Let’s start this week’s newsletter with some data. Nationally, startups pulled in $30.8 billion in the first quarter of 2019, up 22 percent year-on-year, according to Crunchbase’s latest deal round-up.
A closer look at the numbers shows a big drop in angel funding and a slight decrease in mega-rounds, or financings larger than $100 million. The number of mega-rounds fell to 57 deals in Q1 and deal value was down too. With that said, mega-rounds still accounted for $16.4 billion, making Q1 2019 the second-best quarter on record for mega-rounds.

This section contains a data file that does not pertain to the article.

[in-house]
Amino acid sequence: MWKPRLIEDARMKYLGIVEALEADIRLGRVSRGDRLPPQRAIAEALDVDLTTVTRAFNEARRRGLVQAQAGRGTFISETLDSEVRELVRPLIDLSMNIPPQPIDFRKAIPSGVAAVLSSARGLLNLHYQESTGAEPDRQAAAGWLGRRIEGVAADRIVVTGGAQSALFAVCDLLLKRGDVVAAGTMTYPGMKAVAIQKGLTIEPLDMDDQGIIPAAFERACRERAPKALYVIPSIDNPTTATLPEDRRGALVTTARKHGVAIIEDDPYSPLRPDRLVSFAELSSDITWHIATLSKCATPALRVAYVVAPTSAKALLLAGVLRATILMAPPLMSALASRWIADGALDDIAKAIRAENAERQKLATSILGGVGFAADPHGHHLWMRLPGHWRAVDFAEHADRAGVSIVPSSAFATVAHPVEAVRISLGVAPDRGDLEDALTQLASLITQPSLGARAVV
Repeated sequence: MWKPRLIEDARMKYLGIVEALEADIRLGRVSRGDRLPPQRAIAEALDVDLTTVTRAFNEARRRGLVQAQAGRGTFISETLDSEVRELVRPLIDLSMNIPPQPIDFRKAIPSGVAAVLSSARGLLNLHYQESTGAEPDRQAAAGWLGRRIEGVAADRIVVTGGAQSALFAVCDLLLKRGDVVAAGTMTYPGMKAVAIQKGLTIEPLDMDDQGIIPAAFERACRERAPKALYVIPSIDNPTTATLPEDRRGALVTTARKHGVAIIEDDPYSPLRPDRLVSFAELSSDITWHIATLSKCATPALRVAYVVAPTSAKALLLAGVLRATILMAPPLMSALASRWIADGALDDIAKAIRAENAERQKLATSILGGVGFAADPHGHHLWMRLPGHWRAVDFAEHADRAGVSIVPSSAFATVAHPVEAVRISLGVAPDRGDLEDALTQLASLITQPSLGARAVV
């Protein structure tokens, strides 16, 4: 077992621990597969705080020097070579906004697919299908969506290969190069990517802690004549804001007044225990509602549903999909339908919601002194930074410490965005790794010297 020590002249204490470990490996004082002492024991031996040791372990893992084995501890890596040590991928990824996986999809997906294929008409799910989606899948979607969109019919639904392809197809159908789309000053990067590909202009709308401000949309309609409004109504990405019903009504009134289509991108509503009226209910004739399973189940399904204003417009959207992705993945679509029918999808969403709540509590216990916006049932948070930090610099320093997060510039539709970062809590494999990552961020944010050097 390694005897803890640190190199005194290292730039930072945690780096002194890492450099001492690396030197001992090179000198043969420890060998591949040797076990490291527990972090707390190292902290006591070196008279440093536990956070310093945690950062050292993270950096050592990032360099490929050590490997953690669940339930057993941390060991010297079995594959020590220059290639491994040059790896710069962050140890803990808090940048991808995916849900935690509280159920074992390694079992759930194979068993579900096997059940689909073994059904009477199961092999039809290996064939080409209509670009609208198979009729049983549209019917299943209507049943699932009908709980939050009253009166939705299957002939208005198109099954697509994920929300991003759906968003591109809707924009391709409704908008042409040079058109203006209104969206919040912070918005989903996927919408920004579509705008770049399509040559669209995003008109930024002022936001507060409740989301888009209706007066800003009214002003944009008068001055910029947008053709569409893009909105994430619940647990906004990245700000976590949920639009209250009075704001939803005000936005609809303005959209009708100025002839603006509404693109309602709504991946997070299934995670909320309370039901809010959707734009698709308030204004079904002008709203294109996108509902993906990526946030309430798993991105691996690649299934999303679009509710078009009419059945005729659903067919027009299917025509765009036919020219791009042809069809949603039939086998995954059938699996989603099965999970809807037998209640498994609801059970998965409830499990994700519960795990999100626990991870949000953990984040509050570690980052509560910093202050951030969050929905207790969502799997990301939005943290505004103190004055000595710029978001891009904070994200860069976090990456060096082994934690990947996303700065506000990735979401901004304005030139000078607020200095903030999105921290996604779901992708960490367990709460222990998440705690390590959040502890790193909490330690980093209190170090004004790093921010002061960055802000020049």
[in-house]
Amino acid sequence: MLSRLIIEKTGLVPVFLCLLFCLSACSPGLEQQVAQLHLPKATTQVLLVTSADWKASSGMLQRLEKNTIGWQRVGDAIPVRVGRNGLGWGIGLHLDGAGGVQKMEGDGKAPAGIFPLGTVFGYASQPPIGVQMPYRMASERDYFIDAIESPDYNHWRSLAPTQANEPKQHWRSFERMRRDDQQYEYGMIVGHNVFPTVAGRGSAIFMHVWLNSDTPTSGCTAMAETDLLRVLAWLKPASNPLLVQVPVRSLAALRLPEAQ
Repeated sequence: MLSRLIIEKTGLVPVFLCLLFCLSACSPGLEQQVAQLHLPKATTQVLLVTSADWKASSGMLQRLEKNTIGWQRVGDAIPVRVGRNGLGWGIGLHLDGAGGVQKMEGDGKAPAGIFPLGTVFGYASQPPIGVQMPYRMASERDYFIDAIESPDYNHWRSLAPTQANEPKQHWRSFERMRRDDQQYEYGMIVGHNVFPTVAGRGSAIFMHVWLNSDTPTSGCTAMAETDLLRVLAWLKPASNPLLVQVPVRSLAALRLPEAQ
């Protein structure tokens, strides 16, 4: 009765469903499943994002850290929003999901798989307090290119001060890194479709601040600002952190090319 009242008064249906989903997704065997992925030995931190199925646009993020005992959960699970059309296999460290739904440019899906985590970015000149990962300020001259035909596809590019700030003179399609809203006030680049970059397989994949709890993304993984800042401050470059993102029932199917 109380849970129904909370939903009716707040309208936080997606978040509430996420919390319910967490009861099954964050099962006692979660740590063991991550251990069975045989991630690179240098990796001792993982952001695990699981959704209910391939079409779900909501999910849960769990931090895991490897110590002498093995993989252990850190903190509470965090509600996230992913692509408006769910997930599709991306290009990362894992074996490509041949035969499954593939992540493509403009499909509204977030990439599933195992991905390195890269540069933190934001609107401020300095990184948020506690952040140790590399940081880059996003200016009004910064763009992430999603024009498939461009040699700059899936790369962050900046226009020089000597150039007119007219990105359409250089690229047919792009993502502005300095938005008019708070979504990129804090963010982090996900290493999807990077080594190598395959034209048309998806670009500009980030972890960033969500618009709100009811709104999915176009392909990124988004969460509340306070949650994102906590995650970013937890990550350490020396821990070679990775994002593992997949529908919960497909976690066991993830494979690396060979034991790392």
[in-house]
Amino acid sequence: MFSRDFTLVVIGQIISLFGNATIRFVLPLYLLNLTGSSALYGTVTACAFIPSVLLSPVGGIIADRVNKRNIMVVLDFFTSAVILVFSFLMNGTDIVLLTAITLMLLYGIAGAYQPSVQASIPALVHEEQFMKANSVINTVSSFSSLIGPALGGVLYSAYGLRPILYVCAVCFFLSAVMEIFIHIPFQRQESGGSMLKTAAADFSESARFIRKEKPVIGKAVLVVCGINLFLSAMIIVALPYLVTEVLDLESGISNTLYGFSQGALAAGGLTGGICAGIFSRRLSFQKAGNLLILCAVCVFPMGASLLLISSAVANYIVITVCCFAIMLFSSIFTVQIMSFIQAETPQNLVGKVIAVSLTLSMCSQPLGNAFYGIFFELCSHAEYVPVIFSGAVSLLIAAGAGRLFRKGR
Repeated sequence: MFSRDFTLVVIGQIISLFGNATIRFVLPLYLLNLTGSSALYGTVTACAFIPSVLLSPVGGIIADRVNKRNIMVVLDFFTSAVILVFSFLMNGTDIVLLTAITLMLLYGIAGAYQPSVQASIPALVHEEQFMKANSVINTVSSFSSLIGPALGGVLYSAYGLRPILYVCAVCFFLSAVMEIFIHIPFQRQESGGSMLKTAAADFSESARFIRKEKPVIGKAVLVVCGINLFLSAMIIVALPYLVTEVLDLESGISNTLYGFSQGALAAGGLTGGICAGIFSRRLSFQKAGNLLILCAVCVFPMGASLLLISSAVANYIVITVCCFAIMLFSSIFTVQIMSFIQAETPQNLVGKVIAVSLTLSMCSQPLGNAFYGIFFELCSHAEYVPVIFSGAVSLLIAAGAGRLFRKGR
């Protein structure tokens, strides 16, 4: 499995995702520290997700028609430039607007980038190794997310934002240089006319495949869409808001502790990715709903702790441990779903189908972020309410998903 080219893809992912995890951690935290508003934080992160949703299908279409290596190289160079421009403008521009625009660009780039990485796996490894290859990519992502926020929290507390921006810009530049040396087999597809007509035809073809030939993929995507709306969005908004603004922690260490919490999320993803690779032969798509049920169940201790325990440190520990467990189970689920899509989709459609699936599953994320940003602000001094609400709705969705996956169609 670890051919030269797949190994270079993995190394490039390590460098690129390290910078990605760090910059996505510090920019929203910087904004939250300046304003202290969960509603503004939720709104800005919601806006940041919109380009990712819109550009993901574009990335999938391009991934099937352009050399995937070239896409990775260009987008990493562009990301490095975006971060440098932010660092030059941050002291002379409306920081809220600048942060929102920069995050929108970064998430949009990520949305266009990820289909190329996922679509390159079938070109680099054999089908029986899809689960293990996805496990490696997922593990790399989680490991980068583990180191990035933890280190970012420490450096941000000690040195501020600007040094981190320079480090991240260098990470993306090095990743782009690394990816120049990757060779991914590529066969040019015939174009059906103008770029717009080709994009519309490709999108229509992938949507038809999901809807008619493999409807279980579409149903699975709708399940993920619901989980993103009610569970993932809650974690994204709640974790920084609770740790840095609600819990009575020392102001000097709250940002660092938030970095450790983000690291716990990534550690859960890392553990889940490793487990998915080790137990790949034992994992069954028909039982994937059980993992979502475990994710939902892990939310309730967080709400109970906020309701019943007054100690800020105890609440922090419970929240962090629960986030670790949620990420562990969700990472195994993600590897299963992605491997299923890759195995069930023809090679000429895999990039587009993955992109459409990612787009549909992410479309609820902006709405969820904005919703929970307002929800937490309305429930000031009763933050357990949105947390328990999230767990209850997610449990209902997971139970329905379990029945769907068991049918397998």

The bottom line is these monstrous deals represented a big chunk (29 percent) of all the dollars invested in U.S. startups in Q1. As investors move downstream and startups opt to stay private longer and longer, we’ll continue to see a greater pick up in mega rounds.
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OK, on to other news…
After the pink confetti was swept up off the floor, analysts and investors had a different story to tell about one of the first unicorns to make its public debut. Lyft began the week struggling to hit its IPO price, closing several days under that $72, despite opening with a 20 percent pop at $86. What’s going on? People are shorting the Lyft stock, looking to profit off the company’s sinking value. Things are looking up though; on Friday as I typed this newsletter, Lyft was trading at about $74 per share.